In the years I’ve lived in the Twin Cities, I’ve witnessed some pretty high-profile events: a Super Bowl and the visit of Soviet Premier Mikhail Gorbachev. But nothing compares to the hype surrounding the upcoming Republican National Convention.
The official count is that 45,000 people – including 15,000 members of the media – will descend on St. Paul for the four-day convention Sept. 1-4. Those numbers don’t include thousands of protesters also expected to participate in marches and demonstrations.
What really caught my attention was the huge number of media representatives. What could they possibly cover? How many different ways can one report on John McCain’s acceptance speech or President Bush’s more-than-likely brief and low-profile appearance?
Of course Minnesota can always provide colorful fodder for members of the media from other regions of the country. We’ve got Garrison Keillor and F. Scott Fitzgerald, ice-fishing, hockey and curling. We’re the birthplace of Prince and Bob Dylan.
Expect articles comparing Minnesotans to the residents of the mythical Lake Wobegon and references to the many Paul Bunyan statues scattered around the state.
All of which might make Americans forget that serious business will be taking place in the Xcel Center during those four days. A party platform will be adopted; candidates will speak about their vision for the nation.
Knowing 15,000 members of the media will be swarming this event, I will be listening and watching for the real stories – the ones that resonate with the lives of working people.
Stories like this:
• What do the Republicans plan to do to stem the flow of jobs out of the United States and the stream of people forced to come here by unfair trade? What do they plan to do to create a just and fair global economy?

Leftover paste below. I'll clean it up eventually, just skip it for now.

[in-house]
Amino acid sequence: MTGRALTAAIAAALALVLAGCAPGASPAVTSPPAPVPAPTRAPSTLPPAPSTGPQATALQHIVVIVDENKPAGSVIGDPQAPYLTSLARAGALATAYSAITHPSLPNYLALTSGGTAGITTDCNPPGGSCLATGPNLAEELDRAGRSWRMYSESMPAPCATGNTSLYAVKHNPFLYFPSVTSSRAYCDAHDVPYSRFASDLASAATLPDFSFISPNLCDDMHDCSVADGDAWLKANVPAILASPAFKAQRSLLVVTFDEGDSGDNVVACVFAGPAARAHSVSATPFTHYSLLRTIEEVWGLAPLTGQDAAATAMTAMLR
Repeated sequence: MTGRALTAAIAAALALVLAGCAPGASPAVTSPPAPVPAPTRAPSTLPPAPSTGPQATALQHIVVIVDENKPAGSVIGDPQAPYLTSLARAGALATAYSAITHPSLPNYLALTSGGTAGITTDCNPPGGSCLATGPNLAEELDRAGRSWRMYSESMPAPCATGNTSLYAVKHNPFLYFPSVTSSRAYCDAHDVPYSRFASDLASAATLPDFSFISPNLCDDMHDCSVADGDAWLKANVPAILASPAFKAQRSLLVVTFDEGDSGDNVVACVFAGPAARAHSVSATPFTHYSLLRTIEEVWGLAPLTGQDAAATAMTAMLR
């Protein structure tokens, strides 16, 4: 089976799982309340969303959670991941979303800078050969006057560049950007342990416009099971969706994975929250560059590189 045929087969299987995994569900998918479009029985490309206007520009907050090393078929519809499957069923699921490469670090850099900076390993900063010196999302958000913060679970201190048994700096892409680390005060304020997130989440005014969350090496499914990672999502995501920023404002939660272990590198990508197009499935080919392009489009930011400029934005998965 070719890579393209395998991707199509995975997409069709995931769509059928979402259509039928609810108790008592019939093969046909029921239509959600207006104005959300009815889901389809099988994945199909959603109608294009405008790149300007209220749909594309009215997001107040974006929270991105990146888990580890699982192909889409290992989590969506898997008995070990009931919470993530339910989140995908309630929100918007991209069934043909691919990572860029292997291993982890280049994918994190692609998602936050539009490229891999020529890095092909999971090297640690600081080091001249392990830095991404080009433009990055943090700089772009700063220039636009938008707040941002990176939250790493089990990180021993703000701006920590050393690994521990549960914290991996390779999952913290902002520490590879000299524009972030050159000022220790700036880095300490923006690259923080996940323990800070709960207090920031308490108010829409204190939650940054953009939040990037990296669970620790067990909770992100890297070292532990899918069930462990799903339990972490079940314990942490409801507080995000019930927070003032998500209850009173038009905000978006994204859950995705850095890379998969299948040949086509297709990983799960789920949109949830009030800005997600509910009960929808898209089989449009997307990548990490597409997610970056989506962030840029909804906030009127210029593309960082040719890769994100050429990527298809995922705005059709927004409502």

• When do the Republicans plan to end the wars in Iraq and Afghanistan – so working people, the children of working people – and their grandparents – can stop fighting and come home?
• How do the Republicans plan to fix our broken economy, end the foreclosure crisis, stop the drunken behavior of Wall Street (Bush’s own words) and create an economy that works for working people? (And no, tax breaks for the wealthy don’t constitute a plan).
• When will the Republicans do something about a health care “system” that leaves 50 million without coverage, millions more underinsured and many, many people just one illness away from financial disaster?
• And why do the Republicans – advocates of the free market – never propose unions as the best way to raise living standards and build the middle class? Unlike much of Corporate America, unions don’t get tax breaks and they’re not dependent on government handouts. At their best, they function as highly democratic, proudly independent organizations. (Maybe I just answered my own question).
Anyhow, I figure 15,000 TV anchors, reporters, producers, newspaper scribes, photographers, videographers, radio announcers and the like ought to be able to ferret out the true stories behind all these questions.
OK – if you believe that, I’ve got a bridge over in Minneapolis I can sell ya.
Barb Kucera edits www.workdayminnesota.org, a website of workplace news and resources sponsored by labor organizations.